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Title:
FOOD PROCESSOR
Document Type and Number:
WIPO Patent Application WO/2018/222466
Kind Code:
A1
Abstract:
A food processor can include a strainer, a sealing gasket, a blade assembly, and a lid. The food processor can be used in combination with a container such as a bowl or a flask, and in combination with an actuator. The actuator can be operated to actuate the blade assembly to rotate within the strainer to chop food items held therein, which can fall through the strainer into the container when they have been sufficiently chopped.

Inventors:
KRUS MATT (US)
Application Number:
PCT/US2018/034182
Publication Date:
December 06, 2018
Filing Date:
May 23, 2018
Export Citation:
Click for automatic bibliography generation   Help
Assignee:
TAYLOR PREC PRODUCTS INC (US)
International Classes:
A47J43/046; A47J19/04; A47J42/30
Foreign References:
GB2449870A2008-12-10
JPS60119915A1985-06-27
CH706715A12014-01-15
US7338001B22008-03-04
FR2972617A12012-09-21
FR2795298A12000-12-29
US7264189B22007-09-04
Attorney, Agent or Firm:
STARK, Duncan et al. (Suite 5400701 Fifth Avenu, Seattle Washington, US)
Download PDF:
Claims:
CLAIMS

1 . A food processor comprising:

a strainer including a bottom wall having a plurality of holes and a side wall extending upward from an outer periphery of the bottom wall, the side wall having an opening and an outer surface; and

a sealing gasket extending circumferentially around the outer surface of the side wall, the sealing gasket having an inner surface sealed to the outer surface of the side wall of the strainer, the sealing gasket having a pull-tab extending through the opening in the side wall of the strainer.

2. The food processor of claim 1 wherein the strainer includes a pin extending upward from a center portion of the bottom wall, and the food processor further comprises a blade assembly having an indentation that extends upward into the blade assembly at a center portion of a bottom end of the blade assembly, the indentation having a shape corresponding to a shape of the pin.

3. The food processor of claim 1 wherein a bottom portion of the side wall of the strainer includes a plurality of protrusions spaced equally apart from one another about a central axis of the strainer, the protrusions extending radially inward into an interior of the strainer.

4. The food processor of claim 1 wherein the side wall of the strainer includes a bottom, vertical portion, an intermediate, conical portion, and a top, vertical portion.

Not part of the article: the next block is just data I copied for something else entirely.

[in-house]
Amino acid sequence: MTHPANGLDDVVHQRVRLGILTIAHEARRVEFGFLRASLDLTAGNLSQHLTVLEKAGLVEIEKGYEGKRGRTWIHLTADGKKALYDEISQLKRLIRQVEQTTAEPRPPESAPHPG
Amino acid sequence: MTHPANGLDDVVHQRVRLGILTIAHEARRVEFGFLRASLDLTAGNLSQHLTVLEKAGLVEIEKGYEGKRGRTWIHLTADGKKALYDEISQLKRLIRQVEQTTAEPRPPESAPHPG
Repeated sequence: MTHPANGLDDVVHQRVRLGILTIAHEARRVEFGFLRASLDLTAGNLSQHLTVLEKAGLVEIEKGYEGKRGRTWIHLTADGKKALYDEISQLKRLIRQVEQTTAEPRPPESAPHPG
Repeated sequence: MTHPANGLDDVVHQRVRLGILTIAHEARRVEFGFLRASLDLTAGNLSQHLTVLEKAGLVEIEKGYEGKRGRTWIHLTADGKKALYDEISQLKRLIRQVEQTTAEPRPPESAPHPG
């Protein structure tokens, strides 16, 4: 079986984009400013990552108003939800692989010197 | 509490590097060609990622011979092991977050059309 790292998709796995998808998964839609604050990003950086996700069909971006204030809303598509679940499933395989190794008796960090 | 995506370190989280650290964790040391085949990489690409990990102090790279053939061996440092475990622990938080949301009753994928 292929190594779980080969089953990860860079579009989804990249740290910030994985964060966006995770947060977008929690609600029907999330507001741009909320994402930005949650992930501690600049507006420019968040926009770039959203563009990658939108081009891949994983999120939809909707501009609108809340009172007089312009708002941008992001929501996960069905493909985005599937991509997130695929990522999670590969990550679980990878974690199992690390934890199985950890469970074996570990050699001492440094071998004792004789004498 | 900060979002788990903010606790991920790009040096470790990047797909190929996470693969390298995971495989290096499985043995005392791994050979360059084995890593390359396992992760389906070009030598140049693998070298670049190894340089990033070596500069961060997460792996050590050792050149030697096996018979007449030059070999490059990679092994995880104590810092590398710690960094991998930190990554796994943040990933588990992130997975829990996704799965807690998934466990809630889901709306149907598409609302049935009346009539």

5. The food processor of claim 4 wherein a bottom end of the intermediate, conical portion is coupled directly to a top end of the bottom, vertical portion and a bottom end of the top, vertical portion is coupled directly to a top end of the intermediate, conical portion.

6. The food processor of claim 5 wherein the bottom, vertical portion has a first inner diameter and the top, vertical portion has a second inner diameter that is larger than the first inner diameter.

7. The food processor of claim 6 wherein the sealing gasket includes a bottom conical portion and a top, cylindrical portion.

8. The food processor of claim 7 wherein a bottom end of the top, cylindrical portion of the sealing gasket is coupled directly to a top end of the bottom, conical portion.

9. The food processor of claim 8 wherein a bottom end of the bottom, conical portion has a third inner diameter and the top, cylindrical portion of the sealing gasket has a fourth inner diameter that is larger than the third inner diameter.

10. The food processor of claim 9 wherein an inner surface of the bottom, conical portion of the sealing gasket is sealed against an outer surface of the intermediate, conical portion of the side wall of the strainer.

1 1 . The food processor of claim 10 wherein an inner surface of the top, cylindrical portion of the sealing gasket is sealed against an outer surface of the top, cylindrical portion of the side wall of the strainer.

12. A method of processing food, comprising:

coupling a gasket to a strainer so that a seal is formed between an inner surface of the gasket and an outer surface of the strainer and so that a pull-tab of the gasket extends through an opening in a side wall of the strainer into an interior of the strainer;

positioning the strainer and the seal on top of a container;

positioning a blade assembly inside the strainer;

positioning nuts inside the strainer around the blade assembly; positioning an actuator on top of the strainer and the blade assembly; and

operating the actuator to drive rotation of the blade assembly.

13. The method of claim 12, further comprising pulling the pull tab through the opening toward the interior of the strainer.

14. The method of claim 12 wherein positioning the nuts inside the strainer includes positioning between ¼ cup and ½ cup of nuts inside the strainer.

15 The method of claim 12 wherein the actuator is hand- powered.

16. The method of claim 12 wherein operating the actuator includes operating the actuator to drive intermittent rotation of the blade assembly.

17. The method of claim 12 wherein the strainer includes a plurality of holes sized to allow 1/8 to 1/4 of a peanut to fall through.

Description:
FOOD PROCESSOR

BACKGROUND

Technical Field

The present disclosure is directed generally to systems for processing food, and more specifically to systems for cutting or chopping food items such as nuts into smaller pieces.